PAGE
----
In starting teachers college, I’ve done some looking back on my social media and internet presence to make sure that my digital self is not doing anything that a teacher ought not to do. I’m kind of the one who’s always arguing for safety first and going home from parties early, so there wasn’t too much fear that I’d find anything I need to hide.
In the process, I started to come across photos of myself over the years. One of the things I noticed was the way I would look at some pictures and want to judge my body in them. When I started to think about it, I tried to be compassionate. That girl—whether she was big or small, smiling or pretending to smile—is part of who I am today. It is hard when I look back to not be a little upset with myself—How could I starve myself? And how could I binge and purge? And what would my life be like if I hadn’t spent so long hating and abusing my body? What would I be doing? How would my body be now? The questions could go on for days.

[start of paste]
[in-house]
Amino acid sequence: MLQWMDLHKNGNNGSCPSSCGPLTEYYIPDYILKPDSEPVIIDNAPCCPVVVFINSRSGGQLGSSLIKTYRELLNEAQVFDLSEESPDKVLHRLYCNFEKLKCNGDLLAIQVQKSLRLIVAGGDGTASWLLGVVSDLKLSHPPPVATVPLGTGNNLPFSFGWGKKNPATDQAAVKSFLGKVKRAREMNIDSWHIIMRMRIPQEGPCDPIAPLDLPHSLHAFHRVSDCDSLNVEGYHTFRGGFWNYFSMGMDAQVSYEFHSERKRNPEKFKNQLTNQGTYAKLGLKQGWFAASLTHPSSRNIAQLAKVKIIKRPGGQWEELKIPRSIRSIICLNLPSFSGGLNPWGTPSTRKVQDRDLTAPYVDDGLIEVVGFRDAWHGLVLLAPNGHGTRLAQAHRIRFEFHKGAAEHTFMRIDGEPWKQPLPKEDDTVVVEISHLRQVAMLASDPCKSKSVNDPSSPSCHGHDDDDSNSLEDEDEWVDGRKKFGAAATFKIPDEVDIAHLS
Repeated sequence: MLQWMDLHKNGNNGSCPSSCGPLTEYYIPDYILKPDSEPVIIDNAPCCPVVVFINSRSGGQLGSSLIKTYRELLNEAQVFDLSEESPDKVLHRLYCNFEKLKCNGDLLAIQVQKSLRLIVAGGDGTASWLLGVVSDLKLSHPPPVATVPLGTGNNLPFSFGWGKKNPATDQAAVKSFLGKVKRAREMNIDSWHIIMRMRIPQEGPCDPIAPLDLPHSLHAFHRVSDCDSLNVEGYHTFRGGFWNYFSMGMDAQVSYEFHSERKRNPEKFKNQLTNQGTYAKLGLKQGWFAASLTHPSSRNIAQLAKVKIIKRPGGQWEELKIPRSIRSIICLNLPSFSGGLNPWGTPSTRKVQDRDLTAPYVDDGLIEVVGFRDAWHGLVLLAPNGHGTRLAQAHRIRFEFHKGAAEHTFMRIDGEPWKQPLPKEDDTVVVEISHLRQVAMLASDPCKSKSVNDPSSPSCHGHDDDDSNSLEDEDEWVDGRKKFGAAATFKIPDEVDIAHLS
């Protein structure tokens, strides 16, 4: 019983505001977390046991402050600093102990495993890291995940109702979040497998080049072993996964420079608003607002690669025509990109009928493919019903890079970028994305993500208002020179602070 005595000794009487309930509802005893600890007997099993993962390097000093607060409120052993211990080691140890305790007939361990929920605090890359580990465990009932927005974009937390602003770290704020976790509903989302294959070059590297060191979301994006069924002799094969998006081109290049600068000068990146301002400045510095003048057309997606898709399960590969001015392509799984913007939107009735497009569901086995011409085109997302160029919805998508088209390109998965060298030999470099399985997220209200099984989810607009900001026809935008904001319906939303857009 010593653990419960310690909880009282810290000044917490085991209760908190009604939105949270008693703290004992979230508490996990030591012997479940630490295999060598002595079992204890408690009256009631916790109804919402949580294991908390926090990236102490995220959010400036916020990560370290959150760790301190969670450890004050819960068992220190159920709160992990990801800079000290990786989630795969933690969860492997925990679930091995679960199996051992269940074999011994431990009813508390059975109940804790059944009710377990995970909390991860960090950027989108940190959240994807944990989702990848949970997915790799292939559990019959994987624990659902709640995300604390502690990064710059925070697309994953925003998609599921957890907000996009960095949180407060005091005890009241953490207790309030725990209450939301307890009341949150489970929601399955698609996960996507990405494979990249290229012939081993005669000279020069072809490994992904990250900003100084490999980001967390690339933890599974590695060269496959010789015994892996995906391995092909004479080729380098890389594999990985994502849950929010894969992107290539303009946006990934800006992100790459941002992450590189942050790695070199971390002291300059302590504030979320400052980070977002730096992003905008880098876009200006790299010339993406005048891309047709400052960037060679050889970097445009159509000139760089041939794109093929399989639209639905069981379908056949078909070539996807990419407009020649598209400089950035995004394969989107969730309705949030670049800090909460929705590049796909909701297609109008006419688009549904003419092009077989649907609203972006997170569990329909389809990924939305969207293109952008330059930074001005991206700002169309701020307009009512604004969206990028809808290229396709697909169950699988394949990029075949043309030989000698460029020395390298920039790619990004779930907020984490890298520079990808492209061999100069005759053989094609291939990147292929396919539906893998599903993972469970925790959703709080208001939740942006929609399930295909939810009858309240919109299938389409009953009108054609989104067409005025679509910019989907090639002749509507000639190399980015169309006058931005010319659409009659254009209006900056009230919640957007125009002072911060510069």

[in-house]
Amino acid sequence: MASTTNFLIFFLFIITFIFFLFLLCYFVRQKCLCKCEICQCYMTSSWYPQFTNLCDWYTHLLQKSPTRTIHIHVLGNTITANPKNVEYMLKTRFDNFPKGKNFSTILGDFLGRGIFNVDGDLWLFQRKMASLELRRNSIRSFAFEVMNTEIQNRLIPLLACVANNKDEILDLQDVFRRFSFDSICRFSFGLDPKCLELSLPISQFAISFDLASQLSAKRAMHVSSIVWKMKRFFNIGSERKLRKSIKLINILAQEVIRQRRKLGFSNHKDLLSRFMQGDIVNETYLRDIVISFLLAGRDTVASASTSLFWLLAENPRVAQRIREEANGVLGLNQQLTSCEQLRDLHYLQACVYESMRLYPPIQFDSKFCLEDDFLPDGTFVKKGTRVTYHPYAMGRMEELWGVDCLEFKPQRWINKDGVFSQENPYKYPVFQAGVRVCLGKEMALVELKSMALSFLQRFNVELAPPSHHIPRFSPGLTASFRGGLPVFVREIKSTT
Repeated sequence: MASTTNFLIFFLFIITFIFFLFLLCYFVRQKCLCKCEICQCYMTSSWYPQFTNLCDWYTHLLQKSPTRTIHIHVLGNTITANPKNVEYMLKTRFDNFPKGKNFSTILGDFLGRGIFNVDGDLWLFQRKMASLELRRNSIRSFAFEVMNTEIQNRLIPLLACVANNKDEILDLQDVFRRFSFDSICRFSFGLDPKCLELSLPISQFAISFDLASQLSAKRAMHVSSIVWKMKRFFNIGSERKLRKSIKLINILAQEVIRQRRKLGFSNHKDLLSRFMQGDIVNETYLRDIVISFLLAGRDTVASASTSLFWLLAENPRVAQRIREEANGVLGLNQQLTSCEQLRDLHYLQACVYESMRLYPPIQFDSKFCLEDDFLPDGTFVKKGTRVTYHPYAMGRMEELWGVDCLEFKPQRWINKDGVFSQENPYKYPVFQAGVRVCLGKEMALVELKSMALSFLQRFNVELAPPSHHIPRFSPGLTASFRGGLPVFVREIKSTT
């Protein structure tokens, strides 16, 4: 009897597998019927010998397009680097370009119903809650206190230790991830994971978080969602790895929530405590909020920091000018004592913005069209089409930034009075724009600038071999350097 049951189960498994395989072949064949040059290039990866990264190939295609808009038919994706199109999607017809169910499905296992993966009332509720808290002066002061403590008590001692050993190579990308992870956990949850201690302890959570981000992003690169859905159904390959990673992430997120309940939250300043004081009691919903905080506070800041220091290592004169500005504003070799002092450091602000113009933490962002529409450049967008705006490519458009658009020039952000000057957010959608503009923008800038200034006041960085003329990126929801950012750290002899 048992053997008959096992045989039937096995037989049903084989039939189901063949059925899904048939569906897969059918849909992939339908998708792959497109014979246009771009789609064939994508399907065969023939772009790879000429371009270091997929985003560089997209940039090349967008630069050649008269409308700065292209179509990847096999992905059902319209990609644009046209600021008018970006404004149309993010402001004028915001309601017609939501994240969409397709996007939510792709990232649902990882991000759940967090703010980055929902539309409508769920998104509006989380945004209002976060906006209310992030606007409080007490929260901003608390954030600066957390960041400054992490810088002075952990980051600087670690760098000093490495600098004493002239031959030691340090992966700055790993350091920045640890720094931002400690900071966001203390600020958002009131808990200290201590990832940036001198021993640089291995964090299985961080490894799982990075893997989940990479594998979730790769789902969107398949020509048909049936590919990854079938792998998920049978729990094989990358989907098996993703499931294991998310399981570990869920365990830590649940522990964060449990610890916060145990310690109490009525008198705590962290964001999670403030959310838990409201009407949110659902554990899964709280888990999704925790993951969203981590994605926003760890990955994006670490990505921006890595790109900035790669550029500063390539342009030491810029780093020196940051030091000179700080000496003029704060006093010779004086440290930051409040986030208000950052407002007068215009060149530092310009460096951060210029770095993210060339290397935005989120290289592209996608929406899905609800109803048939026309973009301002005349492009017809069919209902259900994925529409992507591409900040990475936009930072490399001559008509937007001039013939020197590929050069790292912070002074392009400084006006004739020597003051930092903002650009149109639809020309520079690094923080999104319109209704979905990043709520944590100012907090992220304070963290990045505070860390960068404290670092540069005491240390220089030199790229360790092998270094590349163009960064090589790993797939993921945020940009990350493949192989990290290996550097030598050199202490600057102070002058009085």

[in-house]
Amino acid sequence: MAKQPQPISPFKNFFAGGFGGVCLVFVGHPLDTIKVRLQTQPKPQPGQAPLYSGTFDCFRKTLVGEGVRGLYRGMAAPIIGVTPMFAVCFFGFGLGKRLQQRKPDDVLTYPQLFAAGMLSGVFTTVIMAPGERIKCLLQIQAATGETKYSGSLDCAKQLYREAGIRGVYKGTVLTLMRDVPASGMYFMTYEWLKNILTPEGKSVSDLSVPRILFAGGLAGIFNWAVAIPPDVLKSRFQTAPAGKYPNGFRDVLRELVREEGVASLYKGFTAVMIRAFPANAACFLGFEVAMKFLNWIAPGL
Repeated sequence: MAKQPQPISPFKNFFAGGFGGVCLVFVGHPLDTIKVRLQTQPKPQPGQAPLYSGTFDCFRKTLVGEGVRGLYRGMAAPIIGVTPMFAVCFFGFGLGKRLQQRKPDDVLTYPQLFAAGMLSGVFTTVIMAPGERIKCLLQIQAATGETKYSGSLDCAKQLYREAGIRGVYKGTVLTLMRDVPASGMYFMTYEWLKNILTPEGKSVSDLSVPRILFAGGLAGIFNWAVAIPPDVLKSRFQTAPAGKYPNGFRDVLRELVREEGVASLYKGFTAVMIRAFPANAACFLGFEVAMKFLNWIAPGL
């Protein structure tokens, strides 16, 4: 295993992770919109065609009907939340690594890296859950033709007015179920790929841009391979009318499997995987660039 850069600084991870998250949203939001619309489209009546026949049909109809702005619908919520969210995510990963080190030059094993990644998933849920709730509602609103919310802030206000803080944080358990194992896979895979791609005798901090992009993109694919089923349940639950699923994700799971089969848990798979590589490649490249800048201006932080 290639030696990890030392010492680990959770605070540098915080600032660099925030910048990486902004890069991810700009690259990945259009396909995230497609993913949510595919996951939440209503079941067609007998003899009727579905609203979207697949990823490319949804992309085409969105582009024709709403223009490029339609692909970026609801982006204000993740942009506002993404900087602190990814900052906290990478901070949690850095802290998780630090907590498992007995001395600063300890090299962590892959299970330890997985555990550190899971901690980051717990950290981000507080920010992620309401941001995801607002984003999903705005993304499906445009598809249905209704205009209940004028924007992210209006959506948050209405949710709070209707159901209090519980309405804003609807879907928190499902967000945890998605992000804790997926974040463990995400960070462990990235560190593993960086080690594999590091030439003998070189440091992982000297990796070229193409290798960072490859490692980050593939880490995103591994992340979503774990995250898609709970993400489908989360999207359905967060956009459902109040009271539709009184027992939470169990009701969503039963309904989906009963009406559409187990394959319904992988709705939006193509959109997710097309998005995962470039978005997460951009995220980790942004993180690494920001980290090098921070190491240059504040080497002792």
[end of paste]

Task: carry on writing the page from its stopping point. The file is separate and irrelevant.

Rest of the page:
But I know that there’s power in acceptance. I know that I cannot go back and change things. And I also know that just as I encourage my personal training clients not to look at their “before” photos and beat themselves up or feel bad about them, the person we were years ago, 6 months ago, or at the start of our journeys is the person who made us into who we are today.
Anyone who has gone through a recovery process or who has undergone some kind of transformation (from an eating disorder, around their weight, through an addiction) should give some credit to who they were in the throes of their issues. It was that person who found the strength, the motivation, and the means to start the process of becoming who we are now and who we will be in the future.
Looking back and feeling ashamed is a disservice to who you are now. We have to be okay with where we’ve been, and I argue that we have to be proud of who we were then just as much as we ought to be proud of where we are now—on whatever journey we might be on.